The future of transportation left Phoenix in the back of a truck last week.
After two years of work, thousands of man-hours, almost $1 million, hundreds of pages of documentation and one baby, Arizona’s multicollegiate effort to build a hyperloop pod left for competition in California.
“Fastest pod to the end without crashing wins,” team co-lead Josh Kosar said.
The hyperloop is a high-speed mode of transportation envisioned by entrepreneur and SpaceX founder Elon Musk. If it comes to fruition, the result will be a pod traveling through a vacuum tube, without friction, at speeds up to 700 mph. A trip from Los Angeles to San Francisco would take 35 minutes to travel the 350-mile distance.
The Arizona team, made up of students from Arizona State University and its Thunderbird School of Global Management, Embry-Riddle Aeronautical University and Northern Arizona University, built and tested the pod at ASU’s Polytechnic campus.
AZLoop is one of 17 teams selected from a field of more than 1,000. The team is seeded second. Competition is slated for Sunday at SpaceX headquarters in Hawthorne, California.
“We’re fairly certain we’ll be running,” Kosar said.
Video by Ken Fagan/ASU Now
Not every generation gets to work on a completely new mode of transportation.
“It’s kind of unique,” Kosar said. “We’re having a lot of fun with it.”
As the time to competition neared, work and testing on the pod literally continued around the clock. Team members didn’t go home other than to shower. Students slept on couches and under tables as work continued around them.
The final assembly phase “is actually really difficult,” team co-lead Lynne Nethken said. “You plan and you have this idea in your head of how it’s going to go, and then you put bolt to wrench and for whatever reason it just doesn’t quite fit like it’s supposed to. Those are all the little things we’re working through right now.”
It has taken two years of work, including eight months with the full team of 120. All team members were required to work at least 10 hours per week. The core group put in about 30 hours each week; Kosar has worked on the pod for about 70 hours a week since October. (He also welcomed a baby boy into the world, factoring into the gray bags under his eyes.)
Co-lead Nethken has also been putting in 70 hours per week. “Just between the two of us, you’re up to thousands of hours,” Kosar said.
No one got away with resume stuffing. Kosar fired 160 students over the course of the project.
“It was hard at first,” he said. “It gets easier and easier.”
The pod, a sleek black bullet packed with electronics, batteries, magnets and wiring, cost just under $1 million to build. Funding came from in-kind donations, faculty members and the ASU Foundation. The Polytechnic School and the Ira A. Fulton Schools of Engineering heavily supported the project, Kosar said.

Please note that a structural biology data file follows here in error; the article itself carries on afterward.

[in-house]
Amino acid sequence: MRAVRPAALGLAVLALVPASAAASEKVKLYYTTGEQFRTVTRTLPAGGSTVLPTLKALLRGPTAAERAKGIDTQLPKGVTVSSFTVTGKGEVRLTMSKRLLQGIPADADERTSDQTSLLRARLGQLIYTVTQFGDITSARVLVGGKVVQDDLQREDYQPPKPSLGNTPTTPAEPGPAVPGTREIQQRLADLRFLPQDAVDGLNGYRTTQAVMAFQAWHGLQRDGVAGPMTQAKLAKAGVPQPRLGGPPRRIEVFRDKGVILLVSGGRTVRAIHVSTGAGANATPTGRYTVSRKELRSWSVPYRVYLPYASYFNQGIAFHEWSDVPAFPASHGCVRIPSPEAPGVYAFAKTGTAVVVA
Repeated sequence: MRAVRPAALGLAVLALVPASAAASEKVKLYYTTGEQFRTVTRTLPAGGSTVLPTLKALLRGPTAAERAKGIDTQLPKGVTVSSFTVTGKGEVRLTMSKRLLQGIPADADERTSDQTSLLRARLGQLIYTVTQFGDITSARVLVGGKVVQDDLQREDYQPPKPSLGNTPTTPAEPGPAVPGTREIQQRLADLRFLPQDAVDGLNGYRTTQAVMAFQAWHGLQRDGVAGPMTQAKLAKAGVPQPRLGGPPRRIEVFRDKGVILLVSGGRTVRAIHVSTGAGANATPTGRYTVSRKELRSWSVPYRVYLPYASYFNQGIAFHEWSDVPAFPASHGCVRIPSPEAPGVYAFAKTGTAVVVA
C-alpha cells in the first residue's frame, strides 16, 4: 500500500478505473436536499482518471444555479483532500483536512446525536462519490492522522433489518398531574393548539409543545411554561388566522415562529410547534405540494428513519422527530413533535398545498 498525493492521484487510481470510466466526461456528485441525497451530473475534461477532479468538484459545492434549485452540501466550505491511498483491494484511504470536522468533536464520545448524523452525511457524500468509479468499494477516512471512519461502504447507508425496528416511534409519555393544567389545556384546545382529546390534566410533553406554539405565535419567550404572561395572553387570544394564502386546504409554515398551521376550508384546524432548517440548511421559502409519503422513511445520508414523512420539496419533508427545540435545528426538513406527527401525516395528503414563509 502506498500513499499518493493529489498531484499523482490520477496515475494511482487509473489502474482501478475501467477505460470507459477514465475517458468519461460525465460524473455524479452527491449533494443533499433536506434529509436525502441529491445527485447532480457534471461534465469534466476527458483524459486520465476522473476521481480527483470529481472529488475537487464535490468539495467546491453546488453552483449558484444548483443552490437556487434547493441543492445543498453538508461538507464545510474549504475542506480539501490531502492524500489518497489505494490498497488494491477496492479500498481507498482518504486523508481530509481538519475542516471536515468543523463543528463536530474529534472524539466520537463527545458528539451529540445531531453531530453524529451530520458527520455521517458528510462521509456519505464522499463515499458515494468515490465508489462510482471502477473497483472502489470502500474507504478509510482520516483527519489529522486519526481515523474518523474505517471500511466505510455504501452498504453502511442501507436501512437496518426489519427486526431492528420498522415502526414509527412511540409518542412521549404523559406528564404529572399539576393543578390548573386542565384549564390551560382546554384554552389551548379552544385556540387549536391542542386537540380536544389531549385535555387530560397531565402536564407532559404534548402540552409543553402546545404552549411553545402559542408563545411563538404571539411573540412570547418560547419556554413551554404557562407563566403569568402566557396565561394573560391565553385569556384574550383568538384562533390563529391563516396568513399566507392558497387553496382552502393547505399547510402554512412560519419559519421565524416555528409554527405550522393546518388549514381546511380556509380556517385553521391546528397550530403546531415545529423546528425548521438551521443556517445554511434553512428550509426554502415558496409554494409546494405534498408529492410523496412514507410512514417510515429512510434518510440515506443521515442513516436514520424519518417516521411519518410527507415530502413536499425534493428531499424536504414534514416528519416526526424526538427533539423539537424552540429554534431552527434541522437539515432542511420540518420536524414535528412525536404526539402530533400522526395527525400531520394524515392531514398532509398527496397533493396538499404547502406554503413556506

“These are the final weeks,” Nethken said. “No matter what we do or how hard we plan, there’s something called Murphy’s Law. In fact, the last week I always refer to as Murphy’s Law Week. Something will go wrong. It will throw off the plans. But that’s the importance of having this wonderful team we have. It doesn’t matter what it is. We’re going to figure it out, we’re going to tackle it, and we’re going to be ready to go when we ship out for final competition.”
They did the engineering and analysis, then moved into a production team. “We have to make this into one final unit, so our team needs to be one final unit,” Nethken said.
Documentation for the final design package ran at about 400 pages. Safety procedures were incorporated into a separate 150-page document submitted to SpaceX. The magnets used for levitation are so powerful they can crush fingers and break bones.
“We’ve had to outline all of those details so we make sure we’re doing so in a proper fashion that’s safe and efficient,” Nethken said.
Ernest Poteat is production manager. His job is to think 10 steps ahead and identify problems before they appear.
“It’s basically me running around like a chicken with its head cut off, trying to solve problems that aren’t there yet,” he said.
“As with any large group of people working on one project, there’s always the slight shortfalls or the little things here and there that nobody thought about or thought to think about, and we’re meeting those challenges and for the most part we’re exceeding them,” Poteat said. “We’re trying not to let that stuff stand in our way. As an overall assessment of the team, this is one of the finest teams I’ve ever worked with. I see us doing great things.”
“Every piece of this is because we made it happen,” Kosar said. “It’s definitely a team effort.”
Poteat said a lot of people are going to be surprised at the end of the day at what ASU is capable of.
“It’s a direct relationship between the people who are supporting us from the top, and the leadership that they’ve instilled here at this level,” he said. “It’s exciting. I’m interested to see where it’s going to go.”
Top photo: Members of the AZLoop team pose with the competition pod at the group’s 150-foot test track on ASU's Polytechnic campus in the pre-dawn hours of Friday, Aug. 18. Photo by Ken Fagan/ASU Now